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The7stars’ Jenny Biggam on why independence is good for media agencies

Jenny Biggam is one of the co-founders of successful UK media agency the7stars. Here she explains why there is still room for an independent media independent in an era of media monoliths like WPP’s GroupM, the pros and cons of online ad exchanges and why her company named itself after a pub.

1/ Why did you and Mark Jarvis decide to leave Carat to set up a media independent? Seven years ago they looked to be a declining breed (and, with a few exceptions still are).

We felt that the big agencies weren’t servicing the needs of certain types of clients. While the bigger agencies offer benefits of scale and resource, they don’t always offer the best service or smartest thinking. Not everyone wants to do all their shopping at Tesco. If you look at creative, digital and social agencies, you will see lots of innovative start-ups. We believe there is room for both specialists and supermarkets in the media landscape too.

2/ You claim to be able to buy cheaper than much-larger holding company-owned rivals. How can this be the case when they have more billings to wave at media owners?

If biggest automatically equals cheapest then there would only be one agency, as no client would pick any agency except for the very largest one. The correlation between billings and discounts is not that straightforward. Our negotiation approach is smarter and more flexible than most agencies.

3/ As you’re not part of a network does that prevent you from working with international clients? Will this put a ceiling on your growth?

We work with a number of global clients who take a ‘best in breed’ approach – selecting the best agency in each market. There are upsides and downsides to a network approach to handling international accounts because no network is completely consistent in each country.

4/ Why name yourself after a pub!?

We named ourselves the7stars because we wanted a name that would become a media agency brand in its own right. We didn’t want to name it after the founders (it’s not about us – it’s about the whole team) and we still believe we have a name that conveys our spirit, energy and ambition. Oh, and it’s also a great pub.

5/ There’s a lot of talk these days about digital ad exchanges driving down the cost of online ads, to the detriment of ‘premium’ publishers. The New York Times’ recent poor financial figures are claimed to be a result of this, among other things. Are they responsible for a ‘race to the bottom’ and, if so, what are the long-term implications of this?

There is a place for technology driving advertising placements and ad exchanges and real time bidding have a legitimate place for a number of advertisers. At their best they provide accuracy; real time results and genuine insights into online consumer behaviour. There are cases though when their role is too dominant, and, yes, in some cases they undervalue premium content at the expense of cheap eyeballs. The best digital campaigns engage consumers in great content – something that can’t always be measured in clicks and downloads.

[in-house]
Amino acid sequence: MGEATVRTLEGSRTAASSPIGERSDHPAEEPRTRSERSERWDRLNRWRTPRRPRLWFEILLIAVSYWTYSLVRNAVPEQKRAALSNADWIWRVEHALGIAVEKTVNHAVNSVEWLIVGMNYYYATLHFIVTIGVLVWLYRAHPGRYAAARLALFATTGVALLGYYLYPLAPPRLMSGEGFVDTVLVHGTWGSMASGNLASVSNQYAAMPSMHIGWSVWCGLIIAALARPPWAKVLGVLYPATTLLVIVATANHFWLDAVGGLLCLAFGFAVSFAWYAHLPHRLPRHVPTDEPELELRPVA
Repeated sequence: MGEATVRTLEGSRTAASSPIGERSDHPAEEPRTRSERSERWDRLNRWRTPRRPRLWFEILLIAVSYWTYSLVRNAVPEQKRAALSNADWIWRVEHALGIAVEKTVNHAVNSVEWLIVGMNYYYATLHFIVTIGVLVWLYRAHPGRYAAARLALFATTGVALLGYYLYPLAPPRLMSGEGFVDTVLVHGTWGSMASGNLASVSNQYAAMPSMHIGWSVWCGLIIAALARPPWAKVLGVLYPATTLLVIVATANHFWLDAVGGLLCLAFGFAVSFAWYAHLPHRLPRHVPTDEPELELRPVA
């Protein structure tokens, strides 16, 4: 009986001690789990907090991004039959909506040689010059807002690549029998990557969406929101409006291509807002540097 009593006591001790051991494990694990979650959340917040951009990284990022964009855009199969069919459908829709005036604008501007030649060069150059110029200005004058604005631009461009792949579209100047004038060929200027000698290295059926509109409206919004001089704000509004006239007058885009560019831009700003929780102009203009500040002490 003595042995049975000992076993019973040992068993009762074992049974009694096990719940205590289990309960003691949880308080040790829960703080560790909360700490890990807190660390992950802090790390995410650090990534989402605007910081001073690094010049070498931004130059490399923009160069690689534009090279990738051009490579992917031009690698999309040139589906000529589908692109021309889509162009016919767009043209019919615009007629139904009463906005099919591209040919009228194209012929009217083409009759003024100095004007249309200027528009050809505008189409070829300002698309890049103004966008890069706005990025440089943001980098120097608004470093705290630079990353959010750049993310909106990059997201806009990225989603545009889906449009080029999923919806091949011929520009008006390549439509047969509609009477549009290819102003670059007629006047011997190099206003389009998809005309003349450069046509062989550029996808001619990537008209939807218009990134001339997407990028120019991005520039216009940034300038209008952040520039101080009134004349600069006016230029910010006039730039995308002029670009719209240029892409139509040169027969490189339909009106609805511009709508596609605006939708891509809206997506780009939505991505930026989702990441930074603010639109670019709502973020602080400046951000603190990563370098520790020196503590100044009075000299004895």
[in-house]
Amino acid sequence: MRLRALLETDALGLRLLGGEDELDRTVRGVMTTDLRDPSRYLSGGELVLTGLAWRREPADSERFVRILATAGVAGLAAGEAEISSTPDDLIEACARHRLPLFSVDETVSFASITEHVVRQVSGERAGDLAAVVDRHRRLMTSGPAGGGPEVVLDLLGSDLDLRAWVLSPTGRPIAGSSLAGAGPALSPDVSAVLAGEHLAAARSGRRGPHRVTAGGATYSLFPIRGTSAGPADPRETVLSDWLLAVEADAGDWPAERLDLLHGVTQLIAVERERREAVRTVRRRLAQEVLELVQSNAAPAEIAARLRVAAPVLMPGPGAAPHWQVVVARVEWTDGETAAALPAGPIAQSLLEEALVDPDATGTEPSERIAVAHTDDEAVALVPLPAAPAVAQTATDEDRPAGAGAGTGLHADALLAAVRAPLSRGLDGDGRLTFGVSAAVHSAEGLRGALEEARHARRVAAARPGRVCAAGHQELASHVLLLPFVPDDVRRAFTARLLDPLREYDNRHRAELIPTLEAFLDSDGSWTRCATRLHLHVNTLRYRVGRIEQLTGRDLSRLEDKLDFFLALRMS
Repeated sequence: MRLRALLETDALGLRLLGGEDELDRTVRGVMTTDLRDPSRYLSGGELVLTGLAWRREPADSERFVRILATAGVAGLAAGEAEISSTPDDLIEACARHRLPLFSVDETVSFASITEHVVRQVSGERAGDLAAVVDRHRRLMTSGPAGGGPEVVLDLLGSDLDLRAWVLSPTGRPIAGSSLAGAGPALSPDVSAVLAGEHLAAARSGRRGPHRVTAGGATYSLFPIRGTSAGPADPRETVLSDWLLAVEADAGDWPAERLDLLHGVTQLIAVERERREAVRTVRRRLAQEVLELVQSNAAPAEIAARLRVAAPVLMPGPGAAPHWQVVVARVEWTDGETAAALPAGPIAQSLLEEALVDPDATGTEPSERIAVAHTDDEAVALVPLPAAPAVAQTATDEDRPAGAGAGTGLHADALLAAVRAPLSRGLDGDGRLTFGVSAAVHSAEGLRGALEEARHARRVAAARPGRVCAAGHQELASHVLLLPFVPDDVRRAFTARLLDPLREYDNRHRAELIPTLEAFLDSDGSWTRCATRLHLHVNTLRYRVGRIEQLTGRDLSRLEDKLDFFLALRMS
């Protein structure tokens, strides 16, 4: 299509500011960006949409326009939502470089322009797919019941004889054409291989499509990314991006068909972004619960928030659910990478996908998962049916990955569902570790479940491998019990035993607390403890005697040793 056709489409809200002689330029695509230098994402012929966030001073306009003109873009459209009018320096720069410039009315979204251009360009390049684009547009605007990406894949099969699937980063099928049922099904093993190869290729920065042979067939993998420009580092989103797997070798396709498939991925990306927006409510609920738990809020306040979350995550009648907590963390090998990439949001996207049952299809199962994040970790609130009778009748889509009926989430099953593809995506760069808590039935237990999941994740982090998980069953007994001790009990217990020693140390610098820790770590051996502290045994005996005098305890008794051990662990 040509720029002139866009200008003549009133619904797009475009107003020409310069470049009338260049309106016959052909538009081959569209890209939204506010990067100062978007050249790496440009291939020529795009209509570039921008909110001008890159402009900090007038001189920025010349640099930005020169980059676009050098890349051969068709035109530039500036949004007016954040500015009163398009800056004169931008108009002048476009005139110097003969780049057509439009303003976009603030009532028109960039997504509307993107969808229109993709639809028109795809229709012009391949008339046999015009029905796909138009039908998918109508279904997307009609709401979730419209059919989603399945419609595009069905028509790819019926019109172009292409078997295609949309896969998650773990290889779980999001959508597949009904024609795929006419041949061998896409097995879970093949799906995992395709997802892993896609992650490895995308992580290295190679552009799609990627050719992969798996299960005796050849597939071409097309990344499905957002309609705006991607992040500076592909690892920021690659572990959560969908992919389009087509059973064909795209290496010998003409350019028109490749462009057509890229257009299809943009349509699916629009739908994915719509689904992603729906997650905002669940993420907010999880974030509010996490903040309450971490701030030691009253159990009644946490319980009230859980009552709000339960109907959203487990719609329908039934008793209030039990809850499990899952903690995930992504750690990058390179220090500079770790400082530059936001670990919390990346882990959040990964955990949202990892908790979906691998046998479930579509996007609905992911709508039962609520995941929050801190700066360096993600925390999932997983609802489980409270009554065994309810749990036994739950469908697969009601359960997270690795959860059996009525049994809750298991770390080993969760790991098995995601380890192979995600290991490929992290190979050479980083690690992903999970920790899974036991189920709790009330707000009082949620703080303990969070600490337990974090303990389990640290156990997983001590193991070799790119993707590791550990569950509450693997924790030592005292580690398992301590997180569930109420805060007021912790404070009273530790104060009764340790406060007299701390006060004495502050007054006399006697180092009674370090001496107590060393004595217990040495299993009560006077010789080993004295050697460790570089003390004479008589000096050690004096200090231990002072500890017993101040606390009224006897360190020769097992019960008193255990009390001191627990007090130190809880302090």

6/ How closely do you work with creative agencies and how? Do you mainly pitch with them or to them? Or do clients come to media agencies separately?

Sometimes we work very closely with creative agencies, and sometimes clients approach us completely separately. Ultimately it’s the client’s decision whether we work as one integrated team, or as separate standalone businesses. We are flexible in our approach – and we pride ourselves on being collaborative.

7/ If a new food company came to you with a £10m budget, how would you spend it?

I’d need to know who is going to eat the food, who is going to buy it, what will motivate them to buy it – and a whole host of other things. There’s no such thing as black box media planning – if it was that easy then there would be no need for media agencies.

8/ You referred in a recent interview to the ‘consumer appetite for solitude’ and wondered what the media implications were. What is it and what are they?

It was a discussion topic that one of our planners brought to a meeting. He had observed that in our always-on society people are rarely unconnected – even on the beach there are few people without a mobile phone. The effect that has on everything from the mind’s attention span to how we feel when we are alone is significant. So our discussion in our weekly ‘trend of the week’ slot was all about the human need for (occasional) solitude.

9/ Which individuals and companies have had the biggest influence on you and your career?

My media hero is Harry Crane in Mad Men. The trouble is I think his love child works here.

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About Stephen Foster

Stephen is a former editor of Marketing Week and London Evening Standard advertising columnist. He wrote City Republic for Brand Republic and is a partner in communications consultancy The Editorial Partnership.
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